“I forgot the point of this all.”  She finally said.  Her wet-down hair looking more artistically wrought now than ever.  “I feel like yesterday we were eating breakfast, and today we’re running down this hill,” she paused and looked far into my head; beads of rain getting bombed from her face by falling drops caught my attention until I saw her lips moving in the background, “… as though there was no connection between now and then, you know?”  She took in a deep breath and scowled. “Hey, are you even here?  Have you heard a word of this?”
I stood motionless on the steep hillside fearing I might slip.  The terrain below me was nothing to shrug off, with bits of jagged rock protruding from the muddy earth, promising to ruin whatever part of you struck them.
“Let’s just go back.”  I offered.
“For what sake, Paul?
“For fuck’s sake!”  I wailed.  She handed me my ass with a scowl.  I paused, assessing whether or not I had gotten unreasonably excited.  “I don’t know who you are.”  True.  It felt strange to realize it.  “All I know is that we were in a cafe and now we’re headed to a bog.  I think it makes sense to go back to the cafe in case someone knows what we do.”
“Paul, we go to the cafe and then the bog, and afterwards maybe back to the cafe; but not before the bog.”   She had run out of breath.  I couldn’t really argue her point, lacking a premise or any other reasonable axiom to work with makes it difficult to defend your notions.  Aha!  That’s why they’re called notions.  “Well…” the world was silent, “are you comin’?”
We headed down the rest of the hill with only the sounds of our slipping boots splatting and scraping in the mud and rock.  If I had to be in mud, I was glad it was this very mud.  The consistency was ideally gritty while remaining mostly fluid and splashed wonderful designs onto surrounding rocks and low trunks of trees.  The shade of brown was a dark mocha.  Indeed, it was like walking through sopping espresso grounds.   If it hit a broad leaf, the color contrast struck with a subdued poignancy.  Not a severe or provocative contrast, no: green and brown are aged mates that evoke nature’s unrelent.
“What do you think this mud tastes like?”  Alison asked.  Her tone was now lighthearted, and suggested we were no longer in debate but simply wandering together.  I laughed aloud at the coincidence.
“You noticed too, huh?”
“Yeah, it looks like really good chocolate fondue.”  She smiled at this memory.  Fondues were the last thing I’d forgotten.  As I remembered mastering home fondues, I gradually lost the hold on my thoughts to wonder on why it was Alison was Alison-from-the-bog.   Why was it we were heading to a bog?  It’s one thing to cradle known investment fraud, but an altogether different thing to be from a bog or go to a bog for an implied reason.  A cat, and a lemonade knife.  Will the cat lap up the lemonade?  Will the blade be firm enough to defend itself?  No, the cat will lap as the blade cuts, like that fucking eskimo story about killing wolves by freezing blood onto the blade of a knife and sticking it blade-up in the snow.   I couldn’t remember past my own questioning.  Maybe hers was coming back, I was loath to think we were stuck.  To the bog, body! I commanded under threat of mutiny.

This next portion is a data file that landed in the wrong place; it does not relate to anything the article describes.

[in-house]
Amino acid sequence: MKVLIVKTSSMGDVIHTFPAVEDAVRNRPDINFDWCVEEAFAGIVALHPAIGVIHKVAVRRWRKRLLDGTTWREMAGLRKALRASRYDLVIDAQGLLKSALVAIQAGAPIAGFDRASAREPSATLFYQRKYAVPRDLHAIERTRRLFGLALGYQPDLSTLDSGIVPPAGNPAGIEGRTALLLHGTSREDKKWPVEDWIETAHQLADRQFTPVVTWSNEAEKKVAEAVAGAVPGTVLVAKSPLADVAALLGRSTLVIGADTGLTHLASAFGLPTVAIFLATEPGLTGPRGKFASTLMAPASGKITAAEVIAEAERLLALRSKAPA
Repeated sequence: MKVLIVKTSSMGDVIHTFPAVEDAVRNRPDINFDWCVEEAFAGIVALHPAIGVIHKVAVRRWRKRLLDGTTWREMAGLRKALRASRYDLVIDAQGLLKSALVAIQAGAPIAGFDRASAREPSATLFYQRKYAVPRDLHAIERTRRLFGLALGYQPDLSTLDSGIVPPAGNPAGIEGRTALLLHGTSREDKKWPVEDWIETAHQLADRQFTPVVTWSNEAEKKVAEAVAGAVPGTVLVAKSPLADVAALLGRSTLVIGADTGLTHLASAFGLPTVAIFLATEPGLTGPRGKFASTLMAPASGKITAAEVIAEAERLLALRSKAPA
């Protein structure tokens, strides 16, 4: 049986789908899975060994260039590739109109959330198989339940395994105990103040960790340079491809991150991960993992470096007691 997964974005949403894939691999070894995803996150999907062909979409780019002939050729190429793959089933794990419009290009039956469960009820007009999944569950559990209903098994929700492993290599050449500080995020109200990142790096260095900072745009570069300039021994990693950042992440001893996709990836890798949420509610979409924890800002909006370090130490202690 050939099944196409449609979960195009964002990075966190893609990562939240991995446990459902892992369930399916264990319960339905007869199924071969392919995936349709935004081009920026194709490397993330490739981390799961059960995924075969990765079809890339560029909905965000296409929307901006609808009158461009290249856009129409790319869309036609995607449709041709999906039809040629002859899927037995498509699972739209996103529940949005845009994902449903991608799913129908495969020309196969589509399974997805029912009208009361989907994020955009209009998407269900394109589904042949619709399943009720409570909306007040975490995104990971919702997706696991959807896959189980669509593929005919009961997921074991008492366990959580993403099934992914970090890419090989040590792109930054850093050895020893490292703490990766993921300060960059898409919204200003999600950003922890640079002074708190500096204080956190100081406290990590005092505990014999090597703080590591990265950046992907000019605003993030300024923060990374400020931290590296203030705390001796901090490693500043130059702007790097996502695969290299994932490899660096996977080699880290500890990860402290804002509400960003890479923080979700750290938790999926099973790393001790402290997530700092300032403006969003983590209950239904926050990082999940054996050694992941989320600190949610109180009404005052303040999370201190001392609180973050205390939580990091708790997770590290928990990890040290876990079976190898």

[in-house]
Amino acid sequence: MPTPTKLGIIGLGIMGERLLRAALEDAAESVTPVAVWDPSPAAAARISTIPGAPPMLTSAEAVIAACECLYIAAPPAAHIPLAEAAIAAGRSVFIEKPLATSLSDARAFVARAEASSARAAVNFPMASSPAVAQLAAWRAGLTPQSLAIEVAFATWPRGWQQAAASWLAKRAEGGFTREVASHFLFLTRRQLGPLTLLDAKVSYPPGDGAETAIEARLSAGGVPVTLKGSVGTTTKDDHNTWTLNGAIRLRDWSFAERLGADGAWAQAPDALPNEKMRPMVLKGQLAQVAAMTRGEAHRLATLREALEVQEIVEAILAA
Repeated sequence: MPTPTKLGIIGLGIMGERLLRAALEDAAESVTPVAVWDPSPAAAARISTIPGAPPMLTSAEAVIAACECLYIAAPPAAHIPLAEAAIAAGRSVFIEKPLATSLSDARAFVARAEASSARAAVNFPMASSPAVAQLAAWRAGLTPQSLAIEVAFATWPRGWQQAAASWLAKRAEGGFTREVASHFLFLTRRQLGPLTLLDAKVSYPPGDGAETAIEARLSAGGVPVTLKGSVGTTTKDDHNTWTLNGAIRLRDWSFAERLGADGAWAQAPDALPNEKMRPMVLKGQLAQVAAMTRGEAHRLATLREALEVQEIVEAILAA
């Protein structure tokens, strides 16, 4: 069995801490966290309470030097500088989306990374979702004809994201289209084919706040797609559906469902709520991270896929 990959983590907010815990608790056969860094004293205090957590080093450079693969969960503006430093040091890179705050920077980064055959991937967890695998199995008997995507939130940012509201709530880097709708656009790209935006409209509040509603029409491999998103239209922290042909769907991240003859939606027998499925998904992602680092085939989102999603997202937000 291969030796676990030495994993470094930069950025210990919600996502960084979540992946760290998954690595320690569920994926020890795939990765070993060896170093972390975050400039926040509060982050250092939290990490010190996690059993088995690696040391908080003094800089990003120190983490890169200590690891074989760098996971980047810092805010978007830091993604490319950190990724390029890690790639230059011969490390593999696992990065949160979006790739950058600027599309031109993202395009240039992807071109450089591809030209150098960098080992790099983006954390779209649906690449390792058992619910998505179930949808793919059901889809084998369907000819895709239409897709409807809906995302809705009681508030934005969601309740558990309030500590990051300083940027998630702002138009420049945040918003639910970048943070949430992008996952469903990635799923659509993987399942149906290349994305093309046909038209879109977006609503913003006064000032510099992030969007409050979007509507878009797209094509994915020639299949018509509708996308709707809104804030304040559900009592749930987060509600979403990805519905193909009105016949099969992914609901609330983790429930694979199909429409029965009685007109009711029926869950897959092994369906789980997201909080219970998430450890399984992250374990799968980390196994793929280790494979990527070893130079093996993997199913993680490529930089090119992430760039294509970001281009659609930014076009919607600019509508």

One failed birth at a time, our non-existent opposites fluxed in and out of consciousness.  Random flashes of intuition kept steering us both right.  If we hadn’t turned east at the bottom of the first hill we would have hit an impassible ravine and wasted half a day getting around it.  Additionally, there was a very dense wood around the east of that second hill that struck us both as familiar.  So far so good it was at least linear.  Alison had gotten a ways ahead of me as I stopped to evaluate our route.  The sun was low over the hills to our right, so it was evening… approximately sixthirty.  And there were no hill tops peeking over the most immediate ones, so the terrain appeared to be dropping in elevation in the direction we were headed, which to me suggested bog.
“I hope there is a lot of leatherleaf.”  She shouted back at me.  I could see her frosted breath from fifty feet away.  I agreed with a casual nod.  We boiled the leaves and… damned to hell if I didn’t forget again.   I hurried to catch up with Alison, and as I approached her, the expanding view in front of me confirmed it, we had found the bog.  The smell.  Her smell.  The aroma was a tricky one to place.  On the one hand the air was somewhat heavy, like over cooked broccoli, or rotting wheat.   Yet, there was an acidity too, that seemed to lighten the scent like a zesty vinaigrette.
“What did we boil the leatherleaf for?”  I asked as soon as we were side by side again.
“I was wondering the same thing..”  She glanced over at me, but dropped her gaze after the half smile faded from her flushed face.

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December 2010